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June 11, 2014 11:49 pm
The decision was announced on Wednesday as Mr Stournaras flew to Berlin for a meeting with Wolfgang Schäuble, the German finance minister, arranged more than a month ago. Talks were expected to focus on ensuring the sustainability of Greece’s public debt, which the International Monetary Fund says will peak this year at 174 per cent of national output – a record for a eurozone member-state.
Mr Stournaras, a UK-trained economist who began his career as a researcher at the central bank in the 1980s, will take over the top job on June 19 when the incumbent, George Provopoulos, is due to step down.
A tussle over the Bank of Greece job risked a split in premier Antonis Samaras’s fragile coalition government since Mr Stournaras was backed by the premier but opposed by Evangelos Venizelos, the deputy prime minister who lobbied for Mr Provopoulos to serve an unprecedented second term.
Mr Provopoulos, a former commercial banker, averted a potentially disastrous run on Greek banks at the height of the eurozone crisis but has since faced criticism for allowing banks to delay write-offs of non-performing loans, which account for more than 40 per cent of total lending.
The decision went down to the wire as Mr Samaras scrambled to find a replacement for Mr Stournaras who would be acceptable to the “troika” of European Commission, IMF and European Central Bank officials monitoring Greece’s international bailout.
Gikas Hardouvelis, chief economist at Eurobank, a private Athens lender who worked alongside international officials on Greece’s sovereign debt restructuring in 2012, was sworn in as finance minister on Tuesday after Mr Venizelos gave his approval.
Mr Provopoulos said on Wednesday he felt “no bitterness” at being passed over for a second term and praised Mr Stournaras as a “good choice” for governor.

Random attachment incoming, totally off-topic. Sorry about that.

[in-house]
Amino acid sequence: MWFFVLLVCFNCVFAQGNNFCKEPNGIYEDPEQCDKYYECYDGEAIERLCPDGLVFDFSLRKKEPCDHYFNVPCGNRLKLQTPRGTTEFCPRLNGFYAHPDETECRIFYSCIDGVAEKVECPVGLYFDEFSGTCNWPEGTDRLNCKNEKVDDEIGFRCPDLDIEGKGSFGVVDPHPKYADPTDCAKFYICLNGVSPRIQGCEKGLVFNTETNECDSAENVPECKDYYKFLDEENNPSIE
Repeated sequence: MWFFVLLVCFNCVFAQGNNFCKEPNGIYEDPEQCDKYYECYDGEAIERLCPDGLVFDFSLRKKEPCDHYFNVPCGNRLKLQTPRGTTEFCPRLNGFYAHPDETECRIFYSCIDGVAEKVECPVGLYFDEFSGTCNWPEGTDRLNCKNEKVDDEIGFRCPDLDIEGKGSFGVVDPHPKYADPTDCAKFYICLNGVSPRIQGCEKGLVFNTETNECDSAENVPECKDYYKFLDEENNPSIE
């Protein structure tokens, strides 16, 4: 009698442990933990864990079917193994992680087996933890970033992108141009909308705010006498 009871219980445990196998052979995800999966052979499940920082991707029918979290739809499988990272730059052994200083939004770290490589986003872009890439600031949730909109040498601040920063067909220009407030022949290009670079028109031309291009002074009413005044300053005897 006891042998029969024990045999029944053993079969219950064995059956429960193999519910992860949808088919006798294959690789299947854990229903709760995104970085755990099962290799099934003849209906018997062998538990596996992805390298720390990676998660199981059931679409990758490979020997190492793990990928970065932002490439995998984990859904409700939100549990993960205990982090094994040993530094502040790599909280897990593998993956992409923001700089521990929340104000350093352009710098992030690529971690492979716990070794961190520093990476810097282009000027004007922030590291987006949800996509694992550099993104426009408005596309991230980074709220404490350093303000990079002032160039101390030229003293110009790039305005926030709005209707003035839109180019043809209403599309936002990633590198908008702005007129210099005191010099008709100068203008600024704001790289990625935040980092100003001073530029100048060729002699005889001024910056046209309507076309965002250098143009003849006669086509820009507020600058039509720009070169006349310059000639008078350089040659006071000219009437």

“I feel liberated . . . and proud of what we achieved. These past few years were very difficult and we had many sleepless nights since we didn’t know what monetary situation we might wake up to the next day,” Mr Provopoulos said, recalling a tense period in 2012 when it seemed likely that Greece would crash out of the eurozone.
Mr Stournaras’s first tasks as governor will be to prepare for new stress tests of eurozone banks to be conducted by the European Central Bank this year and address the problem of bad loans across the sector.
The IMF warned in its latest report on Greece’s reform progress that the four systemic banks may need another €6bn in fresh capital, on top of €8.5bn raised this year on international capital markets, to “deal robustly with high non-performing loans and pave the way for economic recovery.”
Poul Thomsen, the IMF chief of mission for Greece, said: “A major concern is the very high level of loans that are not performing, including restructured loans that are considered to have a very high risk of becoming non-performing again.”
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